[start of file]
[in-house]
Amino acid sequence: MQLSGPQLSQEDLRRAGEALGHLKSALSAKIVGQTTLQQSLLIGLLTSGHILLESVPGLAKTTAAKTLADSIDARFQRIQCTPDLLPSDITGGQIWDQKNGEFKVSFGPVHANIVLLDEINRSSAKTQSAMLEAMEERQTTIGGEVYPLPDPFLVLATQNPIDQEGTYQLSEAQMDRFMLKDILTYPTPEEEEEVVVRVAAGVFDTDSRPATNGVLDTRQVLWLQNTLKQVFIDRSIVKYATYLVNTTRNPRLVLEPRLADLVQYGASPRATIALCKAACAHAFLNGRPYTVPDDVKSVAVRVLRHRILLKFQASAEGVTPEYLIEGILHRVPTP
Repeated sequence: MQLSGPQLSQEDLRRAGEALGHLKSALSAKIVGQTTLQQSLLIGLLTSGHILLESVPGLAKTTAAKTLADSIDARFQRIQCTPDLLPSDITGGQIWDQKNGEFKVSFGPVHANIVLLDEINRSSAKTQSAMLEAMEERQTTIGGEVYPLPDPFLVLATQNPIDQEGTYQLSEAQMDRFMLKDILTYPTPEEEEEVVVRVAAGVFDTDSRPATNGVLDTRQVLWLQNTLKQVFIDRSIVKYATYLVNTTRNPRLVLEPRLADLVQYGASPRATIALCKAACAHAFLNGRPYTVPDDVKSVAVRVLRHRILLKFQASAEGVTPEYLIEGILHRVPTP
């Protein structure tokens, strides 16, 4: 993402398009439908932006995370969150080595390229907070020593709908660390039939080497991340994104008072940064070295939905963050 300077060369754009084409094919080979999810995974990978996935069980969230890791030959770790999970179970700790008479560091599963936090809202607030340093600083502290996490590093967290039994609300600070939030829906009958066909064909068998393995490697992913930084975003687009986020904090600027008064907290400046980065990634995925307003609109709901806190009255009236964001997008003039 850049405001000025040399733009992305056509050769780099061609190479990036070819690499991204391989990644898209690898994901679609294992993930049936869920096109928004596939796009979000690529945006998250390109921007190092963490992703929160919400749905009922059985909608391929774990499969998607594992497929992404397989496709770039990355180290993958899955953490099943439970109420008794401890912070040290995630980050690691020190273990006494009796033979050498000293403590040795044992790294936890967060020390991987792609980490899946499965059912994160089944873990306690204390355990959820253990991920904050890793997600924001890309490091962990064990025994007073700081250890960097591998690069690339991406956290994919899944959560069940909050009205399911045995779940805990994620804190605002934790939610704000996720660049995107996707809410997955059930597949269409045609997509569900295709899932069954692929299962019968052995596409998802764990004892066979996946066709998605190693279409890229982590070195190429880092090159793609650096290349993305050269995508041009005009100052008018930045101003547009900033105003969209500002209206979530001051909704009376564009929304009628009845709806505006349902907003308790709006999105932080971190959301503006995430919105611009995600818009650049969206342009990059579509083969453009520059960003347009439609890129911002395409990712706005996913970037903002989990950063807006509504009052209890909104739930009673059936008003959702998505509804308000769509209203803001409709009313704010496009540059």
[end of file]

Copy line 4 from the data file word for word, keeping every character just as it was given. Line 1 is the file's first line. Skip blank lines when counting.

């Protein structure tokens, strides 16, 4: 993402398009439908932006995370969150080595390229907070020593709908660390039939080497991340994104008072940064070295939905963050 300077060369754009084409094919080979999810995974990978996935069980969230890791030959770790999970179970700790008479560091599963936090809202607030340093600083502290996490590093967290039994609300600070939030829906009958066909064909068998393995490697992913930084975003687009986020904090600027008064907290400046980065990634995925307003609109709901806190009255009236964001997008003039 850049405001000025040399733009992305056509050769780099061609190479990036070819690499991204391989990644898209690898994901679609294992993930049936869920096109928004596939796009979000690529945006998250390109921007190092963490992703929160919400749905009922059985909608391929774990499969998607594992497929992404397989496709770039990355180290993958899955953490099943439970109420008794401890912070040290995630980050690691020190273990006494009796033979050498000293403590040795044992790294936890967060020390991987792609980490899946499965059912994160089944873990306690204390355990959820253990991920904050890793997600924001890309490091962990064990025994007073700081250890960097591998690069690339991406956290994919899944959560069940909050009205399911045995779940805990994620804190605002934790939610704000996720660049995107996707809410997955059930597949269409045609997509569900295709899932069954692929299962019968052995596409998802764990004892066979996946066709998605190693279409890229982590070195190429880092090159793609650096290349993305050269995508041009005009100052008018930045101003547009900033105003969209500002209206979530001051909704009376564009929304009628009845709806505006349902907003308790709006999105932080971190959301503006995430919105611009995600818009650049969206342009990059579509083969453009520059960003347009439609890129911002395409990712706005996913970037903002989990950063807006509504009052209890909104739930009673059936008003959702998505509804308000769509209203803001409709009313704010496009540059």